Food giants 'fail to act ethically'
Published 26/02/2013 | 00:31
The world's largest food companies are failing to meet ethical standards, a report has warned.
Leading global brands such as Nestle, Mars and Coca-Cola are failing to ensure the well-being of the workers who produce their products and are continuing to profit from a broken system they should be helping to fix, the study by Oxfam claims.
The charity has compiled a Behind the Brands scorecard, which rates the "big 10" food companies in seven categories - the transparency of their supply chains and operations, how they ensure the rights of workers, how they protect women's rights, the management of water and land use, their policies to reduce the impacts of climate change and how they ensure the rights of the farmers who grow their ingredients.
The company with the lowest score - just 13 out of 70 - was food giant Associated British Foods (ABF), which owns well-known brands including Kingsmill, Silverspoon and Ovaltine. It scored just one mark out of 10 in its treatment of land, women and climate change, while the highest score it managed to achieve was three, in relation to workers and transparency.
In joint second lowest place were Kellogg's and General Mills, which owns Old El Paso, Haagen-Dazs and Nature Valley, with both scoring 16 out of 70. Neither ABF and Kellogg's have addressed land rights concerns or the poverty and lack of opportunity for women working in the supply chain, while the latter company and General Mills show a lack of transparency in where they source their ingredients, only providing information on where they get their palm oil, Oxfam said.
The company which achieved the highest score was Nestle, with 38 marks.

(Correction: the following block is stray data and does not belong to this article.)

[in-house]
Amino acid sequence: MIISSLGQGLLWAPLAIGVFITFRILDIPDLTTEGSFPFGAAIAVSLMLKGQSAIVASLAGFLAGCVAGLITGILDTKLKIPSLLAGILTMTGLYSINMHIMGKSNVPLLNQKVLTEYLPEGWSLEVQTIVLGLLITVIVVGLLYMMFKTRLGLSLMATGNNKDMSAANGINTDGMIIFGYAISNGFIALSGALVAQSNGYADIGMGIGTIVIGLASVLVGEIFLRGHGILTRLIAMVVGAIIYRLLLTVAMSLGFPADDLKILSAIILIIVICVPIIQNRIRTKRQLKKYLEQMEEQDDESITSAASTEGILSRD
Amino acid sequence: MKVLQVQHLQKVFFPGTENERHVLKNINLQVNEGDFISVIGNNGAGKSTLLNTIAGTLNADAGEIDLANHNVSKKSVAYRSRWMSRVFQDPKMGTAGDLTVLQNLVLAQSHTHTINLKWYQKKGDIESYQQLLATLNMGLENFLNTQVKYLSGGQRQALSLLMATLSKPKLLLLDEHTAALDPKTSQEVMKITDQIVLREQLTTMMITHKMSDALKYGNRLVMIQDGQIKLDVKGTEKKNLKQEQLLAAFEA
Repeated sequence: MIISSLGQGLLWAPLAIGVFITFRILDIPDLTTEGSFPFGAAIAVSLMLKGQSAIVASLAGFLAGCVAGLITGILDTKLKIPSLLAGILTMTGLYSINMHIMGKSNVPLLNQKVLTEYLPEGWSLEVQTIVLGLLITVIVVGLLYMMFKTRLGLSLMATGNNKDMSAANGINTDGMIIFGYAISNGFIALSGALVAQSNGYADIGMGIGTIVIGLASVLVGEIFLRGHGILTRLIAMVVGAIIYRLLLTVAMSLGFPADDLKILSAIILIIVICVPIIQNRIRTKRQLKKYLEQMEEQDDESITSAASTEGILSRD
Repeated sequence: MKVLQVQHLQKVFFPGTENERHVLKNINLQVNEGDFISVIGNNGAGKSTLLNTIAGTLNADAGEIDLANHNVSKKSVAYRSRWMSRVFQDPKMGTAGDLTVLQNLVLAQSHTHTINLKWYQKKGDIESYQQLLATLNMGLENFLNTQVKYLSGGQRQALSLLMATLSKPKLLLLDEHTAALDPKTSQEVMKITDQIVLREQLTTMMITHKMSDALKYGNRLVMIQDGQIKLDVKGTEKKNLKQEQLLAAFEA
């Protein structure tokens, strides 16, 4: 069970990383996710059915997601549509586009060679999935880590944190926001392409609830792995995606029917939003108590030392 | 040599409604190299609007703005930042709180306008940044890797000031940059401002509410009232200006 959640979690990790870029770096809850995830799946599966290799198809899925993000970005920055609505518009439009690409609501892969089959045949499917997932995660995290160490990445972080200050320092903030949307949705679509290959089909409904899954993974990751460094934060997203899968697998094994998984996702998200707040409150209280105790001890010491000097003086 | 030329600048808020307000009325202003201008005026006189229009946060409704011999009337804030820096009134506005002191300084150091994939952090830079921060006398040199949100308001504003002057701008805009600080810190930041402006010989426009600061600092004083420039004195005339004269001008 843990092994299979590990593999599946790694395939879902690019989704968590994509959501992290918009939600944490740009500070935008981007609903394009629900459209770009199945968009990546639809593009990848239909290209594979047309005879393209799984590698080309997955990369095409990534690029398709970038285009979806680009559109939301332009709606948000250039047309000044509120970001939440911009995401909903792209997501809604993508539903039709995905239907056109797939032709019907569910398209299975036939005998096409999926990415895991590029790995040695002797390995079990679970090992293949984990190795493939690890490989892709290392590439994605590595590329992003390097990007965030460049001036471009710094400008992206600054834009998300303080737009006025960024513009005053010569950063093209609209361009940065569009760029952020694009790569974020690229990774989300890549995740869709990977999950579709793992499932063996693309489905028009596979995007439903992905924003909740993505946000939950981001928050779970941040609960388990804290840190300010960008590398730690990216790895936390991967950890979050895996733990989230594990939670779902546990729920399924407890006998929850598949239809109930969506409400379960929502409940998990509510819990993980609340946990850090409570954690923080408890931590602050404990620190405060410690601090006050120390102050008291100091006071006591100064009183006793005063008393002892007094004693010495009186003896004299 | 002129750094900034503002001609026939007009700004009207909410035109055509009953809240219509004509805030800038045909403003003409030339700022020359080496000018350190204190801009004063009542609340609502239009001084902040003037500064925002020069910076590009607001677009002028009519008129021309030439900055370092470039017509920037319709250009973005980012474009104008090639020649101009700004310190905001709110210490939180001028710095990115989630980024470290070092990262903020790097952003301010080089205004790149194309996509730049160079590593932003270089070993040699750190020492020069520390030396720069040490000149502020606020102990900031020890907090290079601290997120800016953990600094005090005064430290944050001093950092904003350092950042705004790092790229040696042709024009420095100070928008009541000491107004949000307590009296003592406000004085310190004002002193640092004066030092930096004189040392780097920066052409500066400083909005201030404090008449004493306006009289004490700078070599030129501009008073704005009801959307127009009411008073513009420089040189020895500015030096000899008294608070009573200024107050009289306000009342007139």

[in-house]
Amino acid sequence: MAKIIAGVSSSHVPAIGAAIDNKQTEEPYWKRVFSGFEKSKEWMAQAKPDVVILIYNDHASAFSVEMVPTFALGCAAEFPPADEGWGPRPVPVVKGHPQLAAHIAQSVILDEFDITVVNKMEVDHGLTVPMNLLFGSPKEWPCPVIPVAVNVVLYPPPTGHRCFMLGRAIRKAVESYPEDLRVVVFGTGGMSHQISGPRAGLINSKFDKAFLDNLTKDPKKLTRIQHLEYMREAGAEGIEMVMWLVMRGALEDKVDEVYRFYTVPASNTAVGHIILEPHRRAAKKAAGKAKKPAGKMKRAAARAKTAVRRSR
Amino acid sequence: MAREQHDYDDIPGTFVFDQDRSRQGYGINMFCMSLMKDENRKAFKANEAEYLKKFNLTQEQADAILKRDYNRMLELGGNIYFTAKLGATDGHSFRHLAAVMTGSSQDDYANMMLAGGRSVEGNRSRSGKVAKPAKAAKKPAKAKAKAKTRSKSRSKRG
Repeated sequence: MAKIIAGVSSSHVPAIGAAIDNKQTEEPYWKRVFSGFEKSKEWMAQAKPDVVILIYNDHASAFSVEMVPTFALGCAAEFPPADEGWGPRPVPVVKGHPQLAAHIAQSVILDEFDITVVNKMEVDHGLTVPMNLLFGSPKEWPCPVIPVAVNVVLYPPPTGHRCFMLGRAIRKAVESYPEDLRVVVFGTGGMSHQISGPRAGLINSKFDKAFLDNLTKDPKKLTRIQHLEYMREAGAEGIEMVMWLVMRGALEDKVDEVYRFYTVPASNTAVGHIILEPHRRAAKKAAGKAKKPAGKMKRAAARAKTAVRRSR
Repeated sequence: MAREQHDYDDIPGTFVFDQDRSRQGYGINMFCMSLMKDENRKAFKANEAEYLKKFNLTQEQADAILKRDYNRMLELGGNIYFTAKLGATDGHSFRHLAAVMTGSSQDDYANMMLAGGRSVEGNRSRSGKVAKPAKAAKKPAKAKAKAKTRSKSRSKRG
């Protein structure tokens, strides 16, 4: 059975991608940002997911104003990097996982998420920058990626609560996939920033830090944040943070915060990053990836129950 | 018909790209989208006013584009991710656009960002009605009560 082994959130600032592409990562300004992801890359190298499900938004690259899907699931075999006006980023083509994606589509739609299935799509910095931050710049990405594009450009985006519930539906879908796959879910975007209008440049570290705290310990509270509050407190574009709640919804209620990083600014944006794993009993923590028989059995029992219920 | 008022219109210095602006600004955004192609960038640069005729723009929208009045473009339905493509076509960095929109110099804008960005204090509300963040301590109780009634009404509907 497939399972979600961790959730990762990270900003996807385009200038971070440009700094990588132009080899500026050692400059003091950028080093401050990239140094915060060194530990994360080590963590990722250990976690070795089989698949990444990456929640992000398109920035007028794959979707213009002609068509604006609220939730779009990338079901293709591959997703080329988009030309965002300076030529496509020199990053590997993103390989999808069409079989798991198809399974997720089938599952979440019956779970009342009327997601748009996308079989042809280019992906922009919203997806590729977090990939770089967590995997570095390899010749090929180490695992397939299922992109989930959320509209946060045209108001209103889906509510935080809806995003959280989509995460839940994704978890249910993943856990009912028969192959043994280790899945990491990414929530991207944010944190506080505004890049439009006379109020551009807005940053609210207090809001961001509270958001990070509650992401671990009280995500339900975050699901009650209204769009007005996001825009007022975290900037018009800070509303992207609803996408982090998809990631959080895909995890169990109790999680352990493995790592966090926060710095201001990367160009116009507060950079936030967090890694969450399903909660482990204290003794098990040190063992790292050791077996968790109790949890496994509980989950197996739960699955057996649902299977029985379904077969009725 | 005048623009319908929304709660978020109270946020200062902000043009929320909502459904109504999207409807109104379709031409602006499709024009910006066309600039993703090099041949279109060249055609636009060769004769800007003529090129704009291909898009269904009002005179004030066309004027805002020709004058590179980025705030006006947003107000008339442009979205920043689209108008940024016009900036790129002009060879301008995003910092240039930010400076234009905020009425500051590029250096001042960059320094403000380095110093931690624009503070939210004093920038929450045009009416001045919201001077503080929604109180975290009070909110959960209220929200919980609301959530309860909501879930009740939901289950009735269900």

Oxfam said that while all 10 companies have acknowledged the need for a more just food system and have made commitments to that end, they are still failing to take adequate steps.
The charity said ABF's lack of transparency in its supply chain operations was a major factor in its poor overall performance as few of its brands were able to demonstrate how they do business with suppliers or enforce ethical standards. While some, such as tea brand Twinings, were noted to have good policies in some areas these were not widespread, the charity claims. ABF's Patak and Amoy have no public policies requiring suppliers to pay a living wage or support small holder farmers and they fail to require their suppliers to prevent pollution or safeguard water quality, Oxfam said.
Oxfam said that while some of the companies have publicly committed to women's rights none has committed to eliminating discrimination against women throughout their supply chains, and none has adequate policies to protect local communities from land and water grabs despite all of them sourcing commodities plagued by land rights violations, such as palm oil, soy and sugar. It also found that while all of the companies have taken steps to reduce direct emissions, only five - Mondelez, Danone, Unilever, Coca-Cola and Mars - publicly report on agricultural emissions associated with their products.
Oxfam is calling on the public to use social media to put pressure on the food giants to improve their policies, and is launching the Behind the Brands campaign in more than 12 countries including China, Mexico and Brazil. Last month Oxfam and 100 other organisations launched the Enough Food for Everyone IF campaign, which is calling on the G8 to take action to tackle global hunger including asking governments and big corporations to be open about their actions that stop people getting enough food.